The Transitway extends between the Crystal City Metrorail Station in Arlington County and the Braddock Road Metrorail Station in the City of Alexandria.
Arlington’s section includes new transit lanes and stations in Potomac Yard and Crystal City.
The County Board approved rules for the new bus-only lanes in January 2016.
Arlington’s section of the Transitway opened on April 17, 2016:
- Learn what drivers, cyclists and bus riders need to know about the new bus-only lanes - visit Transit Lanes
- Photos of project construction and the ribbon cutting event are available on Flickr.
- Virginia-based artist Barbara Bernstein created the artwork incorporated into the windscreens of the Transitway stations.
Transitway stats from its first year of operation.
About the Project
Arlington County and the City of Alexandria are building the Washington metropolitan area’s first right-of-way dedicated to premium surface transit. The new 4.5-mile Transitway between the Crystal City and Braddock Road Metrorail stations will provide faster, more reliable bus service along the congested Route 1 corridor, with amenities designed to attract new riders.
Arlington’s Transitway section includes exclusive bus lanes in Potomac Yard, a rush hour bus lane through Crystal City and seven new transit stations - visit Understanding Transit Lanes for details. Separating bus service from traffic will result in corridor-wide travel time savings of 1-1/4 to 10 minutes for riders.
The Transitway will support redevelopment already underway in these neighborhoods, as well as planned development in Potomac Yard.
Along the Transitway, WMATA’s new Metroway bus service operates frequently during peak hours and serves a consolidated number of stations. Station amenities include real-time bus arrival information, higher curb for easier vehicle boarding, canopies for weather protection, seating, lighting, and wayfinding information.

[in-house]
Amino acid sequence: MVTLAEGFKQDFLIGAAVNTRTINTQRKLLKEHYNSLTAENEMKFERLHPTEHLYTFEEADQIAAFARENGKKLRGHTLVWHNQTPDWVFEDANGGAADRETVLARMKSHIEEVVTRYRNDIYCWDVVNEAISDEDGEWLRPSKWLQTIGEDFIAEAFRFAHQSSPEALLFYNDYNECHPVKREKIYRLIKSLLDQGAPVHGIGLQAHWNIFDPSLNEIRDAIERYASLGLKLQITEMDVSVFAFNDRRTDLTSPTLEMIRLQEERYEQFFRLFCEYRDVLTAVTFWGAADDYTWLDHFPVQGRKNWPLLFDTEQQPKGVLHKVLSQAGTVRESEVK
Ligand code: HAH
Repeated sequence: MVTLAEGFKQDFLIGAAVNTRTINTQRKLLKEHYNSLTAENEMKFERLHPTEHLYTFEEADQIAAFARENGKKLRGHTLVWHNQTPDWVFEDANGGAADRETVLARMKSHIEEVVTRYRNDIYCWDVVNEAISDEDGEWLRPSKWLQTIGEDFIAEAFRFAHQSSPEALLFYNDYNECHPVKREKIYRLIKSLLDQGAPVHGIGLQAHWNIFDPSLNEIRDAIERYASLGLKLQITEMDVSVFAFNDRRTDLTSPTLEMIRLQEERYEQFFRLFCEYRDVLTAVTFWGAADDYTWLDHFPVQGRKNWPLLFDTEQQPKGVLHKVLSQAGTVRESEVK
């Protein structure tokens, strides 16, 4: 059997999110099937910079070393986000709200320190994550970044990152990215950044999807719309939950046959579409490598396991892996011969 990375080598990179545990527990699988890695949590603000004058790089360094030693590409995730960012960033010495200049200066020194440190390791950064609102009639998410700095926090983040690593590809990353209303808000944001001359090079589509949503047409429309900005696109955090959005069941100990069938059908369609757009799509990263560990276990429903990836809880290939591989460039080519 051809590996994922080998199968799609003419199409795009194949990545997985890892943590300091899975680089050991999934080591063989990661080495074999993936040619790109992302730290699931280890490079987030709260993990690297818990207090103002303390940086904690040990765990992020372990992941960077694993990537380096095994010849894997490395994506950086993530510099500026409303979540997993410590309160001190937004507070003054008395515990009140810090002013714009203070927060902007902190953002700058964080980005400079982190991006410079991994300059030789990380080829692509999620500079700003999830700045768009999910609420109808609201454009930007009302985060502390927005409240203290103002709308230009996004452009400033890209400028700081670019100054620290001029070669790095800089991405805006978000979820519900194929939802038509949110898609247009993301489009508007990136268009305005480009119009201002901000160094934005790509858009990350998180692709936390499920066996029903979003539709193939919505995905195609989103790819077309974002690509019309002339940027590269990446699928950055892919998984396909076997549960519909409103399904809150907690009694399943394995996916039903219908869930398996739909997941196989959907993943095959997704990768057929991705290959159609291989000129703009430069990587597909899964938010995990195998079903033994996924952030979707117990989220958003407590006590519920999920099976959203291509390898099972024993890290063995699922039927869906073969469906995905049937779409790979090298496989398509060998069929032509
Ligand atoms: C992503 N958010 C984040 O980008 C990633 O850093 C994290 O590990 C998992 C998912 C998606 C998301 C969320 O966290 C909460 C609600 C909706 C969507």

Alexandria’s Transitway section opened in August 2014, which allowed the first phase of Metroway service to begin.
The Arlington County Department of Environmental Services has worked side-by-side with the community on this project and with our project partners, including the City of Alexandria, Washington Metropolitan Area Transit Authority and the Virginia Department of Rail and Public Transportation.
The following are part of the Transitway project's federal environmental review. To request documents not listed here, contact Blanche Buergler at 703-228-0597
2007 Environmental review:
2010 Environmental review update:
- Documented Categorical Exclusion Update
- Appendix 3 - Transportation Effects
- Appendix 11 - Public Outreach
- FTA Approval Letter
Transit Operations Plan:
Residents, business owners, building managers and transit riders were heavily involved in the project’s environmental analysis and the design and locations of the Transitway stations. Public meetings during planning and design included:
- January 2012 – Stakeholder working group meeting to update on the final station designs.
- November 2011 – Station naming online survey.
- August 2011 – Meeting to review and comment on artwork designs developed by the artist.
- July 2011 – Meeting to share updates on the design of the stations, focusing on Crystal City.
- June 2011 – Meeting to meet the station artist and provide input on aesthetic enhancements.
- June 2011 –Meeting to report on the service plan, operating plan, and access policy being drafted.
- April 2011 – Meeting to solicit input on bus routes to use the Transitway, service frequency and span, and access policy.
- March 2011 – Meeting to show design concepts and get input on stations in Crystal City.
- March 2011 – Stakeholder working group meeting on station design concepts.
- January 2011 – Stakeholder working group meeting on station locations in Crystal City.
- July 2010 – Meeting to review the results of the environmental analysis, including transportation analysis.
- March 2010 – Meeting to introduce the environmental analysis and to shape evaluation criteria for station location and amenities.
$21.3 million – Arlington’s total project budget, funded from federal, state and local sources. Local funds are provided by an existing transportation tax levied on commercial properties.